Whatever the reasons, it remains difficult for many talented women to get a seat at the top table. It's now time to move from the "why" to the "how" and shift gears if we want to prosper and continue to grow.
I know asking for money can be uncomfortable; I know looking for board members or planning an institutional marketing effort can be time-consuming and challenging. But unless one acts on a board development, marketing or fundraising plan, the effort to develop it is wasted.
Those arts patrons, corporations and foundations that care passionately about the future of the arts in America must encourage members of arts boards to seek the training they need and must invest in the training programs required.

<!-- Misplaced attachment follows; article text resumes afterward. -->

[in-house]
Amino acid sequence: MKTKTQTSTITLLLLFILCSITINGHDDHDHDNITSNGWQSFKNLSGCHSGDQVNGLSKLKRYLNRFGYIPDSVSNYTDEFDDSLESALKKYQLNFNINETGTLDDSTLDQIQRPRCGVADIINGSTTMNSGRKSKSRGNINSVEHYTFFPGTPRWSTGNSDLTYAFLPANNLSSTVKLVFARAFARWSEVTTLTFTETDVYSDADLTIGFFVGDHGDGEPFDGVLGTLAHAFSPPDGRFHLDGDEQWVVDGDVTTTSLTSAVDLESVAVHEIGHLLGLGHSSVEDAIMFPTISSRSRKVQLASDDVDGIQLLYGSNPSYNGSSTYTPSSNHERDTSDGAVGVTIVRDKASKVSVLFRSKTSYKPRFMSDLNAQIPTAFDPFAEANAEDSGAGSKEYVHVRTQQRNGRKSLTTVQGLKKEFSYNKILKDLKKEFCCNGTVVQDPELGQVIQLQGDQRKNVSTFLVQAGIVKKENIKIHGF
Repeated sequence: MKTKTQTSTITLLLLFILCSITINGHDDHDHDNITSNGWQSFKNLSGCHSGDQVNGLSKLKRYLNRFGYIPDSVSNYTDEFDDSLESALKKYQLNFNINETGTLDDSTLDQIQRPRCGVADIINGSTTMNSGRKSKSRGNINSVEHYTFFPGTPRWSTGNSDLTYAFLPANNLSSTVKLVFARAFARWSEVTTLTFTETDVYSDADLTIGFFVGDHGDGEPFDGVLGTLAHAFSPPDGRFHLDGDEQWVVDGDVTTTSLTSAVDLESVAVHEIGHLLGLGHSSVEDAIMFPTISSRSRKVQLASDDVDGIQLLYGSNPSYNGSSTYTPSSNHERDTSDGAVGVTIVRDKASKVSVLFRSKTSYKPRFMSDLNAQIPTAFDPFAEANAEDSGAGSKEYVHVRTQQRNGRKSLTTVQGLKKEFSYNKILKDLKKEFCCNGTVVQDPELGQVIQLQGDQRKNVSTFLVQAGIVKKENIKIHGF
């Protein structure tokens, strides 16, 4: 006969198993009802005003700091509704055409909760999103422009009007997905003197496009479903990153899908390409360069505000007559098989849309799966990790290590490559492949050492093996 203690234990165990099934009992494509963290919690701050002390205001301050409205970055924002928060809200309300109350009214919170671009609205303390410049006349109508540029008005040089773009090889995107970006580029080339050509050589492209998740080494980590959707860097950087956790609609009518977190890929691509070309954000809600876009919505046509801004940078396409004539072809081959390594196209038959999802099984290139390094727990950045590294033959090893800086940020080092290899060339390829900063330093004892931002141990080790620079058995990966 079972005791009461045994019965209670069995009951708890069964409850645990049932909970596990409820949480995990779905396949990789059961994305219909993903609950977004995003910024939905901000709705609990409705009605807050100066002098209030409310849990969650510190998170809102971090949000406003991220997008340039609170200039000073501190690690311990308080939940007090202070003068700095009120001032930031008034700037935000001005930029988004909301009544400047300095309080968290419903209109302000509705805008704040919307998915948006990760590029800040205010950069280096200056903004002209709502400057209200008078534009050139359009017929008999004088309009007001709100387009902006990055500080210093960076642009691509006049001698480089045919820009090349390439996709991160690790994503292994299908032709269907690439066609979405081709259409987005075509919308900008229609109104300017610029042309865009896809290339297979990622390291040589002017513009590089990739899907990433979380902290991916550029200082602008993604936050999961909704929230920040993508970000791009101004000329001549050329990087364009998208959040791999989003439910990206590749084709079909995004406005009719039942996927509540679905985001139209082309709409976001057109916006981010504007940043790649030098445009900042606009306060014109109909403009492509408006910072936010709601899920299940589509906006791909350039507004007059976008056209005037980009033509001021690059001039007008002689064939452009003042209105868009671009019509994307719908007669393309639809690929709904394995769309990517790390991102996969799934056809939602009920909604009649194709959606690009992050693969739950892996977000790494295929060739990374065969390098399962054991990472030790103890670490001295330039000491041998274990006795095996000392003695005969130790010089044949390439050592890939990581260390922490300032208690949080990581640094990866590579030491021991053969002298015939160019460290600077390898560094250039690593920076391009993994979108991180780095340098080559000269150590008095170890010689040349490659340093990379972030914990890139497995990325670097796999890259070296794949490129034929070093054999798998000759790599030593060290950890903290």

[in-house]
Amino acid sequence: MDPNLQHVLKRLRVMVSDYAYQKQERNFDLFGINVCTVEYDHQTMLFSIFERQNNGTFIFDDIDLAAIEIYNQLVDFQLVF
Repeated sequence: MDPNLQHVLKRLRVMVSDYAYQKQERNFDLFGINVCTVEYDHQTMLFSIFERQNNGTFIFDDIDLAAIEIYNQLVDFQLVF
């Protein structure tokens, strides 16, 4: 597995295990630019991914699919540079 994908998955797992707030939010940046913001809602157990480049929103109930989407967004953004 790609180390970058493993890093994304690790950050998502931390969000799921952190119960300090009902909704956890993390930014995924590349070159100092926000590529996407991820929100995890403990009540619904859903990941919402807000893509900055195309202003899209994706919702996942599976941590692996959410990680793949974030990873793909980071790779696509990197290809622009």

Those organizations that mount important art, pursue aggressive marketing campaigns and build their families consistently, create an insurance policy against economic downturns and programmatic failure.
Penumbra Theatre Company of St. Paul, Minnesota recently mounted its production of I Wish You Love. No arts organization in my ten plus years at the Kennedy Center has taken better advantage of an engagement with us.
As England, and much of the rest of the world, attempts to build more private support for the arts, it will be essential that board members open their hearts and their rolodexes and come to feel a vital part of fundraising endeavors.